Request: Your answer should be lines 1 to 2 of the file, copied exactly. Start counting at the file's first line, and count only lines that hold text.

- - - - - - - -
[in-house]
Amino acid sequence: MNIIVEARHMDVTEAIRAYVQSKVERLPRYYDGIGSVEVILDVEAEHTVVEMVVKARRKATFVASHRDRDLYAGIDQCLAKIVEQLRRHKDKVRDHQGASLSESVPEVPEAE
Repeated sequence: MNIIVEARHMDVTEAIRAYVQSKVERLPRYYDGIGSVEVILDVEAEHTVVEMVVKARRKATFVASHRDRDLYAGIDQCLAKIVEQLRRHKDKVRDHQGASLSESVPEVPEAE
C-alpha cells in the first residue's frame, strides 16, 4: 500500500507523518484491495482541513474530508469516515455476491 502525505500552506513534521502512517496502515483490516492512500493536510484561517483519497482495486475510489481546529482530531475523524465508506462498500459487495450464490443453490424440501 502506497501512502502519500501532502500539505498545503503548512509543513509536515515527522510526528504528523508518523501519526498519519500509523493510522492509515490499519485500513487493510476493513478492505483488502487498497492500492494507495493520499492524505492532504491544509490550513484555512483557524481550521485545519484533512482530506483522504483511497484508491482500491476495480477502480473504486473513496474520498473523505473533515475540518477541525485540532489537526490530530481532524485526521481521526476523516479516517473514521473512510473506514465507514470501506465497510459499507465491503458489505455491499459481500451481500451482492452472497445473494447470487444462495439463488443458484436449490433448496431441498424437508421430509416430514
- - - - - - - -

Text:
[in-house]
Amino acid sequence: MNIIVEARHMDVTEAIRAYVQSKVERLPRYYDGIGSVEVILDVEAEHTVVEMVVKARRKATFVASHRDRDLYAGIDQCLAKIVEQLRRHKDKVRDHQGASLSESVPEVPEAE